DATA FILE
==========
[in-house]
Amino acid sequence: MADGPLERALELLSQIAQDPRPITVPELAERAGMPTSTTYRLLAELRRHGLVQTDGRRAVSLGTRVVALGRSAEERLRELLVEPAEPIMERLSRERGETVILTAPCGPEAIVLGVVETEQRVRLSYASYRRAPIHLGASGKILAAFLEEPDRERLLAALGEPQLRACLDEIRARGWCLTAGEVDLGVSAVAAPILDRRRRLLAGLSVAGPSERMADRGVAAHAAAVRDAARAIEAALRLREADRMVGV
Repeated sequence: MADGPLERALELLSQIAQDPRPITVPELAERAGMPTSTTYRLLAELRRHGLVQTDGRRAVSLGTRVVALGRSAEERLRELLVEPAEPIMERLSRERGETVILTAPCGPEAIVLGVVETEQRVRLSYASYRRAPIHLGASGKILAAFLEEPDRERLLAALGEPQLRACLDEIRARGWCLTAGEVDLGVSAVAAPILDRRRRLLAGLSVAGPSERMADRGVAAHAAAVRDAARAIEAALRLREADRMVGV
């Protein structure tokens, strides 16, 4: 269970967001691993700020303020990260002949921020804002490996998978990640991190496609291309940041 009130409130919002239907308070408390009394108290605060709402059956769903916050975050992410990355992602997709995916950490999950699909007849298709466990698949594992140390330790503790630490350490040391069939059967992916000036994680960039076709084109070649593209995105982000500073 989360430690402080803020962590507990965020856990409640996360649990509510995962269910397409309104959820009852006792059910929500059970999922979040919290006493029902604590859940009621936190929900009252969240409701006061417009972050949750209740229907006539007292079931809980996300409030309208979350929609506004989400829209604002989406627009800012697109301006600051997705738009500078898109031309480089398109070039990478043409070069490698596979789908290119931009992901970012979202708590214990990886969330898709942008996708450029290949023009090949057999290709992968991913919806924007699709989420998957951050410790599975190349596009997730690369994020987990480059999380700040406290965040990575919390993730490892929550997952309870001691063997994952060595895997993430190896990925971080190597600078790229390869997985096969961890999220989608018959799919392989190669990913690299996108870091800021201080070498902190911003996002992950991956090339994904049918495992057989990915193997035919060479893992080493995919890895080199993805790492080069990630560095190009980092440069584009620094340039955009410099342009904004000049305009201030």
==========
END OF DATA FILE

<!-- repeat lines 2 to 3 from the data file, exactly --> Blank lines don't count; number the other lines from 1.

Amino acid sequence: MADGPLERALELLSQIAQDPRPITVPELAERAGMPTSTTYRLLAELRRHGLVQTDGRRAVSLGTRVVALGRSAEERLRELLVEPAEPIMERLSRERGETVILTAPCGPEAIVLGVVETEQRVRLSYASYRRAPIHLGASGKILAAFLEEPDRERLLAALGEPQLRACLDEIRARGWCLTAGEVDLGVSAVAAPILDRRRRLLAGLSVAGPSERMADRGVAAHAAAVRDAARAIEAALRLREADRMVGV
Repeated sequence: MADGPLERALELLSQIAQDPRPITVPELAERAGMPTSTTYRLLAELRRHGLVQTDGRRAVSLGTRVVALGRSAEERLRELLVEPAEPIMERLSRERGETVILTAPCGPEAIVLGVVETEQRVRLSYASYRRAPIHLGASGKILAAFLEEPDRERLLAALGEPQLRACLDEIRARGWCLTAGEVDLGVSAVAAPILDRRRRLLAGLSVAGPSERMADRGVAAHAAAVRDAARAIEAALRLREADRMVGV